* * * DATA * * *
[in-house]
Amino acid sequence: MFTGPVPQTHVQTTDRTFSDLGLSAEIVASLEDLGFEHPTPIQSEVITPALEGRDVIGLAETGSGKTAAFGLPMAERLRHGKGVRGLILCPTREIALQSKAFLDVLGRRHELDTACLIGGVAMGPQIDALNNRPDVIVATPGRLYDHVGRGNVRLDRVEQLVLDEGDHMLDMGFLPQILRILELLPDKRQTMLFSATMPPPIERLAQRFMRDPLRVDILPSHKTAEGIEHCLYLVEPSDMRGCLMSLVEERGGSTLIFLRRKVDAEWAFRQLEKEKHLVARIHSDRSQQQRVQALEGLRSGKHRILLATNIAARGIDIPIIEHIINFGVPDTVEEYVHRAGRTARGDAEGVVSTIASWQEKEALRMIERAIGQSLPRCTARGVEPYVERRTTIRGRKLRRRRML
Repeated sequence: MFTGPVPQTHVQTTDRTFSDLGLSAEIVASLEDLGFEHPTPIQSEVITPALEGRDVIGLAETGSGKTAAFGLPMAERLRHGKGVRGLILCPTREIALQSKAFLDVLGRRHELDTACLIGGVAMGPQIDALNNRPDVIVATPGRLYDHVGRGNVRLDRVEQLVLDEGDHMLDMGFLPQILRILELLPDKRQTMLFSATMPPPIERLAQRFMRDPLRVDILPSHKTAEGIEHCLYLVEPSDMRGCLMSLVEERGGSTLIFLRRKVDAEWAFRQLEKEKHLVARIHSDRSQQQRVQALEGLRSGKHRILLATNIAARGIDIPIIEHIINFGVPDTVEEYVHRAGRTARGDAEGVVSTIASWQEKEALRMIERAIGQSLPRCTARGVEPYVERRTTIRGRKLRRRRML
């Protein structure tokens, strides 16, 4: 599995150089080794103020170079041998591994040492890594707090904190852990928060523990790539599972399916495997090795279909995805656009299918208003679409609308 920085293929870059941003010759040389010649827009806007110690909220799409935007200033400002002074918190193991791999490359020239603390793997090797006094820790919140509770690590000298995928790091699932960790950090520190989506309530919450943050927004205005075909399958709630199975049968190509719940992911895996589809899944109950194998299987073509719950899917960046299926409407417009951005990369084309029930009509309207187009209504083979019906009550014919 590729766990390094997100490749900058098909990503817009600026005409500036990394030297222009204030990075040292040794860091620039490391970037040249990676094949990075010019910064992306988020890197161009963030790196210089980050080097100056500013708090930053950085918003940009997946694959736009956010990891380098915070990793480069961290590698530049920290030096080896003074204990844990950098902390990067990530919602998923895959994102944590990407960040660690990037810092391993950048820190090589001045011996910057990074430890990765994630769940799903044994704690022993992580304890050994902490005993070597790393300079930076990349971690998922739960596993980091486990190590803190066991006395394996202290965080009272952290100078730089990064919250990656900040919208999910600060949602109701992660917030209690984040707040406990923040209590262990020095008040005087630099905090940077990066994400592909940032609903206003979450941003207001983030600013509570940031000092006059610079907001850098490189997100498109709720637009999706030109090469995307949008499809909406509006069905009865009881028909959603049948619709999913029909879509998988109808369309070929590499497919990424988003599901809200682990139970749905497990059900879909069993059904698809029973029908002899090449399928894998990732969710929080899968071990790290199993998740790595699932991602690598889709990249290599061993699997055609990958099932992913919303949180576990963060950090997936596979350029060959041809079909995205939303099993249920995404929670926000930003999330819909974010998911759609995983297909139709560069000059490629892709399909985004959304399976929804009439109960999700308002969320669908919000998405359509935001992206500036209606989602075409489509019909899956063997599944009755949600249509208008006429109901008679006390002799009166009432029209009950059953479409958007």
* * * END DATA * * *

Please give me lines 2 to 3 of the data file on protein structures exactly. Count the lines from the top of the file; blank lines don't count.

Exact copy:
Amino acid sequence: MFTGPVPQTHVQTTDRTFSDLGLSAEIVASLEDLGFEHPTPIQSEVITPALEGRDVIGLAETGSGKTAAFGLPMAERLRHGKGVRGLILCPTREIALQSKAFLDVLGRRHELDTACLIGGVAMGPQIDALNNRPDVIVATPGRLYDHVGRGNVRLDRVEQLVLDEGDHMLDMGFLPQILRILELLPDKRQTMLFSATMPPPIERLAQRFMRDPLRVDILPSHKTAEGIEHCLYLVEPSDMRGCLMSLVEERGGSTLIFLRRKVDAEWAFRQLEKEKHLVARIHSDRSQQQRVQALEGLRSGKHRILLATNIAARGIDIPIIEHIINFGVPDTVEEYVHRAGRTARGDAEGVVSTIASWQEKEALRMIERAIGQSLPRCTARGVEPYVERRTTIRGRKLRRRRML
Repeated sequence: MFTGPVPQTHVQTTDRTFSDLGLSAEIVASLEDLGFEHPTPIQSEVITPALEGRDVIGLAETGSGKTAAFGLPMAERLRHGKGVRGLILCPTREIALQSKAFLDVLGRRHELDTACLIGGVAMGPQIDALNNRPDVIVATPGRLYDHVGRGNVRLDRVEQLVLDEGDHMLDMGFLPQILRILELLPDKRQTMLFSATMPPPIERLAQRFMRDPLRVDILPSHKTAEGIEHCLYLVEPSDMRGCLMSLVEERGGSTLIFLRRKVDAEWAFRQLEKEKHLVARIHSDRSQQQRVQALEGLRSGKHRILLATNIAARGIDIPIIEHIINFGVPDTVEEYVHRAGRTARGDAEGVVSTIASWQEKEALRMIERAIGQSLPRCTARGVEPYVERRTTIRGRKLRRRRML